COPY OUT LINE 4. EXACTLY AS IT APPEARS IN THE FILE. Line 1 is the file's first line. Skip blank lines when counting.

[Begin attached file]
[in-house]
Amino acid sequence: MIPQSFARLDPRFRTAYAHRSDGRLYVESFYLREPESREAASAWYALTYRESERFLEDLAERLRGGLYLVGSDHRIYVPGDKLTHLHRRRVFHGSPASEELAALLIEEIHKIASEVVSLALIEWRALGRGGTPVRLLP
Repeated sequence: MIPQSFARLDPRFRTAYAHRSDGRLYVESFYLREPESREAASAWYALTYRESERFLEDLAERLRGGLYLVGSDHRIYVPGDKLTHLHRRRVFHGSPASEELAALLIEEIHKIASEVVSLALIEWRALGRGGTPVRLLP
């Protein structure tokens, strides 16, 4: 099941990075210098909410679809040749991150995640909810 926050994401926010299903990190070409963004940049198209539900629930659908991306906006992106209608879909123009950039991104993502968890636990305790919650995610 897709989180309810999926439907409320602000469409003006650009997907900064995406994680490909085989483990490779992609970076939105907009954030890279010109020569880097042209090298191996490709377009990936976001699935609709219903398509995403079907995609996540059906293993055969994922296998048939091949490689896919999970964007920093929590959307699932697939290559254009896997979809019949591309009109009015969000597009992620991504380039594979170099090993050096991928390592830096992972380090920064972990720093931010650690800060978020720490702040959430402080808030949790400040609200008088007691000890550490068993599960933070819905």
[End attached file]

């Protein structure tokens, strides 16, 4: 099941990075210098909410679809040749991150995640909810 926050994401926010299903990190070409963004940049198209539900629930659908991306906006992106209608879909123009950039991104993502968890636990305790919650995610 897709989180309810999926439907409320602000469409003006650009997907900064995406994680490909085989483990490779992609970076939105907009954030890279010109020569880097042209090298191996490709377009990936976001699935609709219903398509995403079907995609996540059906293993055969994922296998048939091949490689896919999970964007920093929590959307699932697939290559254009896997979809019949591309009109009015969000597009992620991504380039594979170099090993050096991928390592830096992972380090920064972990720093931010650690800060978020720490702040959430402080808030949790400040609200008088007691000890550490068993599960933070819905």